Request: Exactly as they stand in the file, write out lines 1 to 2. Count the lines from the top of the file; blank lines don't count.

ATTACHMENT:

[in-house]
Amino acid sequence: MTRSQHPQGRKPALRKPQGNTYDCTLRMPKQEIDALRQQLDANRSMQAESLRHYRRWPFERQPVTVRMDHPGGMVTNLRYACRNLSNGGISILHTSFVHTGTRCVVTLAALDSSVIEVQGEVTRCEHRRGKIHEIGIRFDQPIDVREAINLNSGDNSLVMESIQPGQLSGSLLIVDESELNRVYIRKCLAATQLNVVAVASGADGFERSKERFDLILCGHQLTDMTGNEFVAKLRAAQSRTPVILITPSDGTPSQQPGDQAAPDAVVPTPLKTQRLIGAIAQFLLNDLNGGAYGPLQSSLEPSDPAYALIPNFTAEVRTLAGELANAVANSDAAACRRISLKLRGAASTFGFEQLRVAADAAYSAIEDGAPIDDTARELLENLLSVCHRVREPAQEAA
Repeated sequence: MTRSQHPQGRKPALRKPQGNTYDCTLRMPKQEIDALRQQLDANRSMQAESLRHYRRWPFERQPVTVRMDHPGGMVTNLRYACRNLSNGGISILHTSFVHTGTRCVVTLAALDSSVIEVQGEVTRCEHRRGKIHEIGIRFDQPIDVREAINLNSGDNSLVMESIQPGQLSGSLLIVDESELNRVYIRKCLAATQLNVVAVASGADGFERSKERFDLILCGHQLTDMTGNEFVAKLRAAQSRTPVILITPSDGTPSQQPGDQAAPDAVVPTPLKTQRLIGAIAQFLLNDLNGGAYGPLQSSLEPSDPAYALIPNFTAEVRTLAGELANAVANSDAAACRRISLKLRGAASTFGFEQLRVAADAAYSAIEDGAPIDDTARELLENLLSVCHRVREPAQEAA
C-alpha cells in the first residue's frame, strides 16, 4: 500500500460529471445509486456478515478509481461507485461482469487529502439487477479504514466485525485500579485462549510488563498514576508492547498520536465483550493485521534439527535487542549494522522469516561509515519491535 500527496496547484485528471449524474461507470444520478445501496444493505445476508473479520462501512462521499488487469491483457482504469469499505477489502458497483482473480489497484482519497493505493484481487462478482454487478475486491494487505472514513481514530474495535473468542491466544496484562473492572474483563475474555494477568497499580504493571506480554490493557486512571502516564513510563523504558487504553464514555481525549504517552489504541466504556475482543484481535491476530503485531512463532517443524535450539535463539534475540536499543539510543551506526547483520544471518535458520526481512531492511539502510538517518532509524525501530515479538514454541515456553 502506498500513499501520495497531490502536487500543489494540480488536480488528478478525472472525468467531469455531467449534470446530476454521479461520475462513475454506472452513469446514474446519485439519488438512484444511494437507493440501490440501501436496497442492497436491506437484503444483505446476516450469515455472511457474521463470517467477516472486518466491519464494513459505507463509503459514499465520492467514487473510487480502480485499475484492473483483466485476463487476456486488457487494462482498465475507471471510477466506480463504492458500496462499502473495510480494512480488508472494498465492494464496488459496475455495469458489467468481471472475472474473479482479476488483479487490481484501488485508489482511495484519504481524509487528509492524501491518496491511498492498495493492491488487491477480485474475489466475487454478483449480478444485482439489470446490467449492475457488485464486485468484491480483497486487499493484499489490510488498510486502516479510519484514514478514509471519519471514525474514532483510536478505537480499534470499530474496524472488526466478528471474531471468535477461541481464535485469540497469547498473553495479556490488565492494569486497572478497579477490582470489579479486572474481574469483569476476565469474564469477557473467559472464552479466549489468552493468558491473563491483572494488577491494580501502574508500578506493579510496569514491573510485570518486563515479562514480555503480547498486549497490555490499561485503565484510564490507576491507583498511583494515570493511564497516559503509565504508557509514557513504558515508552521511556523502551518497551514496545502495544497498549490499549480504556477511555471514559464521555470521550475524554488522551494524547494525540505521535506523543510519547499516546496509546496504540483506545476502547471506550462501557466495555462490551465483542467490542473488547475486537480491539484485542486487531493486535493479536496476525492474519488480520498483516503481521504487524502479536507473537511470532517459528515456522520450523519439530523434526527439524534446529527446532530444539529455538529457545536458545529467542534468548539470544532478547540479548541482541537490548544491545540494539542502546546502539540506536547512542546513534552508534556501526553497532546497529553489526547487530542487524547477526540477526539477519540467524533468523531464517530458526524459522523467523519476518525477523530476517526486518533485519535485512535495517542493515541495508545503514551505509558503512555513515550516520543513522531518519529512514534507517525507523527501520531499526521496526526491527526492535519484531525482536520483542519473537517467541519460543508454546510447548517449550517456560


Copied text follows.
[in-house]
Amino acid sequence: MTRSQHPQGRKPALRKPQGNTYDCTLRMPKQEIDALRQQLDANRSMQAESLRHYRRWPFERQPVTVRMDHPGGMVTNLRYACRNLSNGGISILHTSFVHTGTRCVVTLAALDSSVIEVQGEVTRCEHRRGKIHEIGIRFDQPIDVREAINLNSGDNSLVMESIQPGQLSGSLLIVDESELNRVYIRKCLAATQLNVVAVASGADGFERSKERFDLILCGHQLTDMTGNEFVAKLRAAQSRTPVILITPSDGTPSQQPGDQAAPDAVVPTPLKTQRLIGAIAQFLLNDLNGGAYGPLQSSLEPSDPAYALIPNFTAEVRTLAGELANAVANSDAAACRRISLKLRGAASTFGFEQLRVAADAAYSAIEDGAPIDDTARELLENLLSVCHRVREPAQEAA